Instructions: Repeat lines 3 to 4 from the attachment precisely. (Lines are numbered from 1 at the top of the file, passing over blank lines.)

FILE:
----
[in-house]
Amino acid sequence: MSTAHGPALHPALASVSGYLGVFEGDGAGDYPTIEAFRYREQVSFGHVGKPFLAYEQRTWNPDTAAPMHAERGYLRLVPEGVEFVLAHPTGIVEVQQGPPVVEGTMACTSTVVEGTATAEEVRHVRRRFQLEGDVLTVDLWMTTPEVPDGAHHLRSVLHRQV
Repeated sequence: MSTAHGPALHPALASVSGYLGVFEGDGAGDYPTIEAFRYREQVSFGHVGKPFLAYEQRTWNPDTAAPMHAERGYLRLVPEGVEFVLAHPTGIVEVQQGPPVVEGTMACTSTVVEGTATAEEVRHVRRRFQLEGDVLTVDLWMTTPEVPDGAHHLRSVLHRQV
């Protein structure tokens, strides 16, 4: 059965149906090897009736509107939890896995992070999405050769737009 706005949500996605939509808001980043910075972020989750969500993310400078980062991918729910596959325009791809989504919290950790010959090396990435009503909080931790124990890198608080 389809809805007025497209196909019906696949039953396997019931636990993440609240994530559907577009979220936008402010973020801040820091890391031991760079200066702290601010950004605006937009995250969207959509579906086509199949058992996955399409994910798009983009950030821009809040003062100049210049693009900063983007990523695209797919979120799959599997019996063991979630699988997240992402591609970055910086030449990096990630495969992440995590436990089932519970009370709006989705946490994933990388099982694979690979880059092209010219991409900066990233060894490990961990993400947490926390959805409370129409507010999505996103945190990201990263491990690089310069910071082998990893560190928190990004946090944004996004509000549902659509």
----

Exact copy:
Repeated sequence: MSTAHGPALHPALASVSGYLGVFEGDGAGDYPTIEAFRYREQVSFGHVGKPFLAYEQRTWNPDTAAPMHAERGYLRLVPEGVEFVLAHPTGIVEVQQGPPVVEGTMACTSTVVEGTATAEEVRHVRRRFQLEGDVLTVDLWMTTPEVPDGAHHLRSVLHRQV
């Protein structure tokens, strides 16, 4: 059965149906090897009736509107939890896995992070999405050769737009 706005949500996605939509808001980043910075972020989750969500993310400078980062991918729910596959325009791809989504919290950790010959090396990435009503909080931790124990890198608080 389809809805007025497209196909019906696949039953396997019931636990993440609240994530559907577009979220936008402010973020801040820091890391031991760079200066702290601010950004605006937009995250969207959509579906086509199949058992996955399409994910798009983009950030821009809040003062100049210049693009900063983007990523695209797919979120799959599997019996063991979630699988997240992402591609970055910086030449990096990630495969992440995590436990089932519970009370709006989705946490994933990388099982694979690979880059092209010219991409900066990233060894490990961990993400947490926390959805409370129409507010999505996103945190990201990263491990690089310069910071082998990893560190928190990004946090944004996004509000549902659509």